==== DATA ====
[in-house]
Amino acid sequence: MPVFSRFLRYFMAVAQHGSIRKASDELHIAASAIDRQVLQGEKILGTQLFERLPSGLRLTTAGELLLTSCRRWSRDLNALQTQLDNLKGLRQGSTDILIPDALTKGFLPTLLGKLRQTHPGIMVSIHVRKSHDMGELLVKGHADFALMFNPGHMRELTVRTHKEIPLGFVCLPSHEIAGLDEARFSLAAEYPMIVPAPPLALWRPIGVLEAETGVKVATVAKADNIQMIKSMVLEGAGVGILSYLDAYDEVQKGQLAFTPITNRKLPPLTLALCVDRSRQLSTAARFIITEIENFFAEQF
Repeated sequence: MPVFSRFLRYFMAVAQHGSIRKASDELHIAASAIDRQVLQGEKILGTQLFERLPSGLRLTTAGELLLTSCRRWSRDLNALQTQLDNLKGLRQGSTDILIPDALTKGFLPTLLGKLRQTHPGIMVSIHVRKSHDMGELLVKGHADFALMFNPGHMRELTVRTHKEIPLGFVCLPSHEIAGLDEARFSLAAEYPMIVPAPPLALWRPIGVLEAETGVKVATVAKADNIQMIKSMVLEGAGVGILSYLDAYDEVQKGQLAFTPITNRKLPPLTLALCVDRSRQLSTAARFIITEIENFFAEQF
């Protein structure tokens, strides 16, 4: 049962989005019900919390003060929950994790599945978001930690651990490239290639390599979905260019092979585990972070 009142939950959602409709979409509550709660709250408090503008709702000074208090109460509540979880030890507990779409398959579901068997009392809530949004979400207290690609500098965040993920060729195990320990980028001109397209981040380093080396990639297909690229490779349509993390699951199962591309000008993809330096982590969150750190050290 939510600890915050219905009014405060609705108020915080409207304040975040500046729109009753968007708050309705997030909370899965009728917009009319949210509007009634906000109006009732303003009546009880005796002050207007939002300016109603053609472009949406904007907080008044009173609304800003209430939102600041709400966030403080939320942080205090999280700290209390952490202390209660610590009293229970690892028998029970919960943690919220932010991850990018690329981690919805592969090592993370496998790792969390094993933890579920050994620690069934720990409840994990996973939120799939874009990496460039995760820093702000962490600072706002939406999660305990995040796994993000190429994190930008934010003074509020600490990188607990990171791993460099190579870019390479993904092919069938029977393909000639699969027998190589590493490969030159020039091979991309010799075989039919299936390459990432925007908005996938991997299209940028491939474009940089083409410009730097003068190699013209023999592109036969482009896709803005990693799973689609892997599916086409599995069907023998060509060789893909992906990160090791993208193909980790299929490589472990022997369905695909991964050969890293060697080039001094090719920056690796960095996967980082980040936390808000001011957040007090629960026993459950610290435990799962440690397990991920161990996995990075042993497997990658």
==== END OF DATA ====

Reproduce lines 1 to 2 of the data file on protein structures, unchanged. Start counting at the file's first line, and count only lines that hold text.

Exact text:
[in-house]
Amino acid sequence: MPVFSRFLRYFMAVAQHGSIRKASDELHIAASAIDRQVLQGEKILGTQLFERLPSGLRLTTAGELLLTSCRRWSRDLNALQTQLDNLKGLRQGSTDILIPDALTKGFLPTLLGKLRQTHPGIMVSIHVRKSHDMGELLVKGHADFALMFNPGHMRELTVRTHKEIPLGFVCLPSHEIAGLDEARFSLAAEYPMIVPAPPLALWRPIGVLEAETGVKVATVAKADNIQMIKSMVLEGAGVGILSYLDAYDEVQKGQLAFTPITNRKLPPLTLALCVDRSRQLSTAARFIITEIENFFAEQF